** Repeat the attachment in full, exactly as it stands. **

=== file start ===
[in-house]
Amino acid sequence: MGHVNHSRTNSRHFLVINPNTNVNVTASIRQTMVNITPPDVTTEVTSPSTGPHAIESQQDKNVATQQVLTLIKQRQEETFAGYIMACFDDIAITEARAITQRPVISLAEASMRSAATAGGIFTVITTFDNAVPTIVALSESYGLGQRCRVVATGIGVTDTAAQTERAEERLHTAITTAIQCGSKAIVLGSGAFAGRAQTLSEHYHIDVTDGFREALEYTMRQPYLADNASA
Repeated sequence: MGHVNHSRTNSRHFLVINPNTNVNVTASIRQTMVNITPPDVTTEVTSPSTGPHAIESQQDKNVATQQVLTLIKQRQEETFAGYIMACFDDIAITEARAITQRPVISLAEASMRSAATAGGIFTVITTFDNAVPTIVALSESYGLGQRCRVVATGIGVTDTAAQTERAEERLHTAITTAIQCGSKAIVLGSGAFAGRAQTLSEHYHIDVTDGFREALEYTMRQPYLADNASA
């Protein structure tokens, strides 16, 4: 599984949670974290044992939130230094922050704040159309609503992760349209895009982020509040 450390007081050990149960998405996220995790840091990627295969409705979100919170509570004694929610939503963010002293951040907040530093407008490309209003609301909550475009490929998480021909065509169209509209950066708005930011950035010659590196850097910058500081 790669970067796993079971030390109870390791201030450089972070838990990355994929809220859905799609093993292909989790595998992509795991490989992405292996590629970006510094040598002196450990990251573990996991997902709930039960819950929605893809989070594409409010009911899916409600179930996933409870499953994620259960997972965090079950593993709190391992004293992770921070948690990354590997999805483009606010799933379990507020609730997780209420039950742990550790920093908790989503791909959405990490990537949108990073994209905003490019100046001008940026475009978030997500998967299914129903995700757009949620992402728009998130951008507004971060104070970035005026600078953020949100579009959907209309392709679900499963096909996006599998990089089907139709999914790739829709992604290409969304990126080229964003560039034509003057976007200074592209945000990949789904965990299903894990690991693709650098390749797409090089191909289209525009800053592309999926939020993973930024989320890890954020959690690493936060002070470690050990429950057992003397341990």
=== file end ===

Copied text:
[in-house]
Amino acid sequence: MGHVNHSRTNSRHFLVINPNTNVNVTASIRQTMVNITPPDVTTEVTSPSTGPHAIESQQDKNVATQQVLTLIKQRQEETFAGYIMACFDDIAITEARAITQRPVISLAEASMRSAATAGGIFTVITTFDNAVPTIVALSESYGLGQRCRVVATGIGVTDTAAQTERAEERLHTAITTAIQCGSKAIVLGSGAFAGRAQTLSEHYHIDVTDGFREALEYTMRQPYLADNASA
Repeated sequence: MGHVNHSRTNSRHFLVINPNTNVNVTASIRQTMVNITPPDVTTEVTSPSTGPHAIESQQDKNVATQQVLTLIKQRQEETFAGYIMACFDDIAITEARAITQRPVISLAEASMRSAATAGGIFTVITTFDNAVPTIVALSESYGLGQRCRVVATGIGVTDTAAQTERAEERLHTAITTAIQCGSKAIVLGSGAFAGRAQTLSEHYHIDVTDGFREALEYTMRQPYLADNASA
């Protein structure tokens, strides 16, 4: 599984949670974290044992939130230094922050704040159309609503992760349209895009982020509040 450390007081050990149960998405996220995790840091990627295969409705979100919170509570004694929610939503963010002293951040907040530093407008490309209003609301909550475009490929998480021909065509169209509209950066708005930011950035010659590196850097910058500081 790669970067796993079971030390109870390791201030450089972070838990990355994929809220859905799609093993292909989790595998992509795991490989992405292996590629970006510094040598002196450990990251573990996991997902709930039960819950929605893809989070594409409010009911899916409600179930996933409870499953994620259960997972965090079950593993709190391992004293992770921070948690990354590997999805483009606010799933379990507020609730997780209420039950742990550790920093908790989503791909959405990490990537949108990073994209905003490019100046001008940026475009978030997500998967299914129903995700757009949620992402728009998130951008507004971060104070970035005026600078953020949100579009959907209309392709679900499963096909996006599998990089089907139709999914790739829709992604290409969304990126080229964003560039034509003057976007200074592209945000990949789904965990299903894990690991693709650098390749797409090089191909289209525009800053592309999926939020993973930024989320890890954020959690690493936060002070470690050990429950057992003397341990």